The next day was absolutely beautiful. We hiked into a section of stream we scoped the day before. 13 degrees felt like 30 after the chill of the past few days. We caught more fish; Cutthroat, Rainbows, and a beautiful Bull for each of us. The section of stream we found was even more beautiful then we had imagined. It felt like the trout gods rewarding us for our sacrifice. Like our 3 days of uninterrupted prayers were being manifested. Like we were finally absolved of our sins.

That night, we enjoyed every moment of our last night in the Holy Land. We were back on good terms with the trout gods, and once again felt like ourselves. We reminisced on all the gorgeous fish of the trip, while sipping whiskey around a blazing hot fire, and ate up the remainder of our provisions like we were kings.

The itch was scratched. The guilt was gone. Regardless of how the season ended, or how much fishing we got done in the fall, we would have the memory of those beautiful fish to carry forward into winter.

And the Trout Gods would know that we were their faithful servants. And that we would be back next year, for another Annual Pilgrimage .







5 thoughts on “The Annual Pilgrimage

  1. Love your enthusiasm and enjoyed your blog. You brought a smile to soul with recollections of high country pursuits, many decades ago.
    If your interested, there is a bull fly with frightful success (must be held private forever, though!).

    1. Thanks Robert! Glad you enjoyed and we brought back some good memories; that’s what we are all about!

      Would love to hear about this Bull Trout fly… I’ll keeps it to myself, for sure!

      Tight lines!


  2. Hi,

    I share your passion for fly fishing. However, I worry for the remaining special places when you provide descriptions and locations and encourage everyone on the Internet to come there. I think you will soon find your places are no longer uncrowded or unspoiled anymore. Best to leave out names or even general locations if you want to fish there in the future. You can write just as good an article by leaving out names or even just use imaginary names. BTW, the Castle does get pounded now almost as badly as the Livingstone and Oldman as people try to get away from the increasing crowds, so enjoy it while you can, but beware of the incredible reach of the Internet. I have seen fishing crowds double each year, to the point of destruction, since the advent of the Internet. Tight lines.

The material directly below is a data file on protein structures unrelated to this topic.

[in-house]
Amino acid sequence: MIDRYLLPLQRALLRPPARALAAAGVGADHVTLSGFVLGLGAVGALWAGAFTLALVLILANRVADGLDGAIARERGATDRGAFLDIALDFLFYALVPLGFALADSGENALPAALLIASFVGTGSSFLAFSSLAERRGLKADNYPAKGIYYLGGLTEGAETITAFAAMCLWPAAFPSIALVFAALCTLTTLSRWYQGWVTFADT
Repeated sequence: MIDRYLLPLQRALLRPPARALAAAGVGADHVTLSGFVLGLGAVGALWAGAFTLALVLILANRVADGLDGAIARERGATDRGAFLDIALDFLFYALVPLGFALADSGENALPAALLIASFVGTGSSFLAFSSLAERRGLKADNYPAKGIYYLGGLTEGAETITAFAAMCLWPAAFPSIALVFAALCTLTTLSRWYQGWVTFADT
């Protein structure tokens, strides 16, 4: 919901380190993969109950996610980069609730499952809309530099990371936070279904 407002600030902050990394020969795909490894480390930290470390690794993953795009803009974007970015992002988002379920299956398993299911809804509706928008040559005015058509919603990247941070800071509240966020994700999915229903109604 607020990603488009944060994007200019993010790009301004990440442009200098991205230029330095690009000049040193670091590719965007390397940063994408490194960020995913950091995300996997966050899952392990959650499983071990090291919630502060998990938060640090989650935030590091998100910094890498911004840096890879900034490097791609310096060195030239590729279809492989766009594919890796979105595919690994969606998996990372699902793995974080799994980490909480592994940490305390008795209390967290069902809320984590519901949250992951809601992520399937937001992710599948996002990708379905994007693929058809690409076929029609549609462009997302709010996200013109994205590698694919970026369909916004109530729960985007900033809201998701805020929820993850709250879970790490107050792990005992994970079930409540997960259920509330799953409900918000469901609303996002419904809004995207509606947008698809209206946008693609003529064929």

1. Hey Joe,

      I appreciate your comment and concern for the trout Rivers here in our backyard. It is warranted and I try to be cognizant of the info I share.

      It is my goal to provide general info on watersheds and major river systems, to give people a starting point to explore. Not to give away honey holes, secrets. You may notice that there is no mention of any specific streams in this entire post?

      More and more people are getting into fishing; clogged rivers are inevitable. I hope to inspire those who use the river to use it respectfully and to respect other anglers!

      Anyways, thanks again and I’ll keep it in mind.

      Tight lines